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>Glycomarine COX Inhibition
Summary of GlycoMarine� COX Inhibition
I summarize below the COX 1 and COX 2 situation in brief, simple terms:
In arthritic joints, damage to the phospholipid cell membrane causes disruption, which allows lipase enzymes to break down the membrane producing arachidonic acid. Arachidonic acid, so produced, is then acted on by cyclo-oxygenase enzymes to produce leukotrienes. Some of the prostaglandins, prostacyclines and leukotrines are quite potent stimulators of inflammation.
There are two forms of cyclo-oxygenase enzyme, one (COX1) is a constitutive enzyme in that it is naturally present and produces prostaglandins, which are necessary for the normal physiological functions of the body. One of these functions is that of protecting the stomach from ulcerogenic damage. COX 2 enzymes, on the other hand, are not constitutive and are induced when a disease process occurs. COX 2 enzymes produce prostaglandins, which are pro-inflammatory. Hence, it is a highly desirable function for an anti-inflammatory treatment to be COX 2 selective, i.e., to inhibit the activity of COX 2 enzymes, without interfering with that of COX 1 enzymes.
Most non steroidal anti-inflammatory treatments are non selective and inhibit both COX 1 and COX 2 activity, thus having the potential to cause gastric damage, renal dysfunction and other adverse side effects.
The bioactivity of GlycoMarine in the preferential inhibition of COX 2 adn 5-lipoxygenase activity, in addition to its other anti-arthritic functions can thus be appreciated.
GlycoMarine� Cortisol Hypothesis
With regard tot he significant enhancement of vitality experienced by human and animal subjects when treated with GlycoMarine, the following hypothesis has been proposed by researchers at the Auckland University School of Medicine. Incidentally, it is interesting to note that this vitality enhancement, although frequently noted and commented on by human subjects, is most easily demonstrated or witnessed in animal subjects, thus providing objective validity for the function.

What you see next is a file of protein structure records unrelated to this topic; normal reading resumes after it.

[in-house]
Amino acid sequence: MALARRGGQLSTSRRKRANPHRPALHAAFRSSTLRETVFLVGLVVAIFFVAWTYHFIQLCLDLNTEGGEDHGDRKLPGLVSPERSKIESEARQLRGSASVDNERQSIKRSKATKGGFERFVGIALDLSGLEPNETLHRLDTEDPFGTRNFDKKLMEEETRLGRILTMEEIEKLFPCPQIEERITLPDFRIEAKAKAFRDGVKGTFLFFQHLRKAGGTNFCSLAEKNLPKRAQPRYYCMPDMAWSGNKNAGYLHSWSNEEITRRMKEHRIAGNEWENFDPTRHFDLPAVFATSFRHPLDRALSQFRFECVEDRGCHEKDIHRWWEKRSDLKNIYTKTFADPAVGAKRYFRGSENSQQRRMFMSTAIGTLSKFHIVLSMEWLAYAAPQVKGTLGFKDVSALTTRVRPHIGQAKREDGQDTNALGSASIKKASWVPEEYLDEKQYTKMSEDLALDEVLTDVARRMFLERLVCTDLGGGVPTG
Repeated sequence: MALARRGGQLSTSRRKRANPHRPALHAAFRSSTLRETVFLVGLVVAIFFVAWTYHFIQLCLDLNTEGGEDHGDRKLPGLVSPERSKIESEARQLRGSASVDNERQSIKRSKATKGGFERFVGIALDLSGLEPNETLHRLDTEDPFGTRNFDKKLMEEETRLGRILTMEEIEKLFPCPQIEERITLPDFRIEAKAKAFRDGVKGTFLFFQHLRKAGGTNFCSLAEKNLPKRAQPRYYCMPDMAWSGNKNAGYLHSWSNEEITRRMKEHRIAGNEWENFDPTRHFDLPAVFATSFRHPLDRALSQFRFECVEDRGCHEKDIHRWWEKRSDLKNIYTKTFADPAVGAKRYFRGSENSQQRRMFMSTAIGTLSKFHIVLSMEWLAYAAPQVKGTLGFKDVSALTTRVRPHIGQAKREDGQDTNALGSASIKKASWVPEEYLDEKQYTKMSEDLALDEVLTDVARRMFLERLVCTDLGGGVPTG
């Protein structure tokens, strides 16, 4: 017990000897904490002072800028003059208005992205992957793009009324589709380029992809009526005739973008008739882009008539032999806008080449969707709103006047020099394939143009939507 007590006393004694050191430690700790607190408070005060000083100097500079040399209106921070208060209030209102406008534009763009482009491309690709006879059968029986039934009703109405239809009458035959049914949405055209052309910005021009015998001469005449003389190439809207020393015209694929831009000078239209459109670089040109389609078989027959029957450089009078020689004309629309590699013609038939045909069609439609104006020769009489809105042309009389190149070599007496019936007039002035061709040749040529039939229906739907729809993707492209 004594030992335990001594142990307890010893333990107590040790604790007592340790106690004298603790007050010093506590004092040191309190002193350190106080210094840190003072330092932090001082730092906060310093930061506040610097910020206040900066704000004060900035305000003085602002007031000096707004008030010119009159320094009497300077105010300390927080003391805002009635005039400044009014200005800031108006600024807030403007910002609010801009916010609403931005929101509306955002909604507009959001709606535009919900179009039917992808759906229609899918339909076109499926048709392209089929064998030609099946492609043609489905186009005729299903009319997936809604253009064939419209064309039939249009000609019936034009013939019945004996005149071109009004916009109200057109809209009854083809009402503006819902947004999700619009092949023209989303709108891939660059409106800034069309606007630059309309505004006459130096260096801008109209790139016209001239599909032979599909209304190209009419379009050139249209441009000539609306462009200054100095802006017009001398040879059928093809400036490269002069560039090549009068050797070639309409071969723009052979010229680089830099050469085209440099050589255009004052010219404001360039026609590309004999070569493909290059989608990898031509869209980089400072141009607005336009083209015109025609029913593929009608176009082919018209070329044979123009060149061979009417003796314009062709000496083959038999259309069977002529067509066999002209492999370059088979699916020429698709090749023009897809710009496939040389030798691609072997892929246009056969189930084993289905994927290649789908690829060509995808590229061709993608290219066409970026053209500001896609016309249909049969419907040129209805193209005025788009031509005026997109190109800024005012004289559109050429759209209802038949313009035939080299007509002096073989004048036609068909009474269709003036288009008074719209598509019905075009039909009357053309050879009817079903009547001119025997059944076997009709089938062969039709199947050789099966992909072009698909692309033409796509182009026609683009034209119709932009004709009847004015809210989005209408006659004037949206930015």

The hypothesis put forward as a possible explanation for this activity is as follows:
GlycoMarine contains an enzyme called alpha suphatase, the properties of which are to cleave to the bonds between sulphate groups and their cation counterpart. In the body, compounds formed between cortisol and sulphate groups circulate naturally. If the action of the alpha sulphatase enzyme in the GlycoMarine cleaves to the sulphate/cortisol bond, then free cortisol will be released. The free cortisol will stimulate the adrenal gland to release adrenaline, and may also stimulate the exiting activity in brain function , thus enhancing vitality and the desire for activity. The description of this phenomenon by people who have experienced it matches that of the experience of people who have experienced cortisone injections.
Although there can be adverse effects of cortisol on the normal functioning of the liver and other organs, there have been no such occurrences resulting from long-term consumption of GlycoMarine. This is possibly due to the enzymatic activity causing the release of only small amounts of the sterol, in a controlled biosynthetic manner, from an endogenous source.
John E. Croft
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